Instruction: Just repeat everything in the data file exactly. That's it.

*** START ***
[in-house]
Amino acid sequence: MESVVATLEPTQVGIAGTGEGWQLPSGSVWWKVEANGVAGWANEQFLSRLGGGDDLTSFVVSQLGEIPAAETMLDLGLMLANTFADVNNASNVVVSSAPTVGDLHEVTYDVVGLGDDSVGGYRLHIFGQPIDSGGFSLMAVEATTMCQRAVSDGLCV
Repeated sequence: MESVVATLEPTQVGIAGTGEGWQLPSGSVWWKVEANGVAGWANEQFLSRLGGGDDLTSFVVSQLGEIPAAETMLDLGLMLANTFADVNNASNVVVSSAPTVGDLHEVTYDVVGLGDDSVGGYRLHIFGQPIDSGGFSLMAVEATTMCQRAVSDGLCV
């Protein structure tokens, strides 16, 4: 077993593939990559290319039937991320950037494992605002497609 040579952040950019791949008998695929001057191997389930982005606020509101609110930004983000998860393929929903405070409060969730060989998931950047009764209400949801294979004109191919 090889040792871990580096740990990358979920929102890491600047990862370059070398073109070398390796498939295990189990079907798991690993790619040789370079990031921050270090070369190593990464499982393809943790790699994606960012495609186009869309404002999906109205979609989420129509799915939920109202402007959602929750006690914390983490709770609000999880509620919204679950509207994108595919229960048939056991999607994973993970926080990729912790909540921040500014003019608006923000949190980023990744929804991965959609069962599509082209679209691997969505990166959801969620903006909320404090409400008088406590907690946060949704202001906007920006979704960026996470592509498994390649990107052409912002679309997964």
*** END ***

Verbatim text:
[in-house]
Amino acid sequence: MESVVATLEPTQVGIAGTGEGWQLPSGSVWWKVEANGVAGWANEQFLSRLGGGDDLTSFVVSQLGEIPAAETMLDLGLMLANTFADVNNASNVVVSSAPTVGDLHEVTYDVVGLGDDSVGGYRLHIFGQPIDSGGFSLMAVEATTMCQRAVSDGLCV
Repeated sequence: MESVVATLEPTQVGIAGTGEGWQLPSGSVWWKVEANGVAGWANEQFLSRLGGGDDLTSFVVSQLGEIPAAETMLDLGLMLANTFADVNNASNVVVSSAPTVGDLHEVTYDVVGLGDDSVGGYRLHIFGQPIDSGGFSLMAVEATTMCQRAVSDGLCV
């Protein structure tokens, strides 16, 4: 077993593939990559290319039937991320950037494992605002497609 040579952040950019791949008998695929001057191997389930982005606020509101609110930004983000998860393929929903405070409060969730060989998931950047009764209400949801294979004109191919 090889040792871990580096740990990358979920929102890491600047990862370059070398073109070398390796498939295990189990079907798991690993790619040789370079990031921050270090070369190593990464499982393809943790790699994606960012495609186009869309404002999906109205979609989420129509799915939920109202402007959602929750006690914390983490709770609000999880509620919204679950509207994108595919229960048939056991999607994973993970926080990729912790909540921040500014003019608006923000949190980023990744929804991965959609069962599509082209679209691997969505990166959801969620903006909320404090409400008088406590907690946060949704202001906007920006979704960026996470592509498994390649990107052409912002679309997964």